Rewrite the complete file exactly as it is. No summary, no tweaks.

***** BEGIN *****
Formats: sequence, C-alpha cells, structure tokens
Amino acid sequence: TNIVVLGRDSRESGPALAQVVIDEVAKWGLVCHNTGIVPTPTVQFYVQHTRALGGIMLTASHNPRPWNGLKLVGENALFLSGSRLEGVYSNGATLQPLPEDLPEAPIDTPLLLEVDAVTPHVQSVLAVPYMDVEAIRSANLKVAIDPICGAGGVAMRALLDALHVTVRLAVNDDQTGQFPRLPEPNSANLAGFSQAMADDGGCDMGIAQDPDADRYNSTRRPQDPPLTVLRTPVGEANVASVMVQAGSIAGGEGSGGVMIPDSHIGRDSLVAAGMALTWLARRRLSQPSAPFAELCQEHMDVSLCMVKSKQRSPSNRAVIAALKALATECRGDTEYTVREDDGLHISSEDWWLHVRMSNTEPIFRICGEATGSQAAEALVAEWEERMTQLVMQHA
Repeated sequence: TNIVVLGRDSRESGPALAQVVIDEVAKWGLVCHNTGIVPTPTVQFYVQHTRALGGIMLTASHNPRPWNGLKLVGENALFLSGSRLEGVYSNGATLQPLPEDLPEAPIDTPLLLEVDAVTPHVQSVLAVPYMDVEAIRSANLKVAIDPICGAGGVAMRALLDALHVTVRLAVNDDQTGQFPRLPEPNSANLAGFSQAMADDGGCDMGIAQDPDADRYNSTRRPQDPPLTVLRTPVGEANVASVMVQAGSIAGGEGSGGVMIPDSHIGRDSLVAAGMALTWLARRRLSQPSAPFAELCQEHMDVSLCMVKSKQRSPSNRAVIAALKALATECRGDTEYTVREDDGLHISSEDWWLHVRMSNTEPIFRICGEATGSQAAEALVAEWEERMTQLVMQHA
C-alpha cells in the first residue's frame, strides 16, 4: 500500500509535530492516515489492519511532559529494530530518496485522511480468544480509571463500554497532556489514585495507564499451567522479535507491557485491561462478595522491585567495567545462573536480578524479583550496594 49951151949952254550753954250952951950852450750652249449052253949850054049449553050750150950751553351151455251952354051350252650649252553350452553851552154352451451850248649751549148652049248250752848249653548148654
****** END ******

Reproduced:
Formats: sequence, C-alpha cells, structure tokens
Amino acid sequence: TNIVVLGRDSRESGPALAQVVIDEVAKWGLVCHNTGIVPTPTVQFYVQHTRALGGIMLTASHNPRPWNGLKLVGENALFLSGSRLEGVYSNGATLQPLPEDLPEAPIDTPLLLEVDAVTPHVQSVLAVPYMDVEAIRSANLKVAIDPICGAGGVAMRALLDALHVTVRLAVNDDQTGQFPRLPEPNSANLAGFSQAMADDGGCDMGIAQDPDADRYNSTRRPQDPPLTVLRTPVGEANVASVMVQAGSIAGGEGSGGVMIPDSHIGRDSLVAAGMALTWLARRRLSQPSAPFAELCQEHMDVSLCMVKSKQRSPSNRAVIAALKALATECRGDTEYTVREDDGLHISSEDWWLHVRMSNTEPIFRICGEATGSQAAEALVAEWEERMTQLVMQHA
Repeated sequence: TNIVVLGRDSRESGPALAQVVIDEVAKWGLVCHNTGIVPTPTVQFYVQHTRALGGIMLTASHNPRPWNGLKLVGENALFLSGSRLEGVYSNGATLQPLPEDLPEAPIDTPLLLEVDAVTPHVQSVLAVPYMDVEAIRSANLKVAIDPICGAGGVAMRALLDALHVTVRLAVNDDQTGQFPRLPEPNSANLAGFSQAMADDGGCDMGIAQDPDADRYNSTRRPQDPPLTVLRTPVGEANVASVMVQAGSIAGGEGSGGVMIPDSHIGRDSLVAAGMALTWLARRRLSQPSAPFAELCQEHMDVSLCMVKSKQRSPSNRAVIAALKALATECRGDTEYTVREDDGLHISSEDWWLHVRMSNTEPIFRICGEATGSQAAEALVAEWEERMTQLVMQHA
C-alpha cells in the first residue's frame, strides 16, 4: 500500500509535530492516515489492519511532559529494530530518496485522511480468544480509571463500554497532556489514585495507564499451567522479535507491557485491561462478595522491585567495567545462573536480578524479583550496594 49951151949952254550753954250952951950852450750652249449052253949850054049449553050750150950751553351151455251952354051350252650649252553350452553851552154352451451850248649751549148652049248250752848249653548148654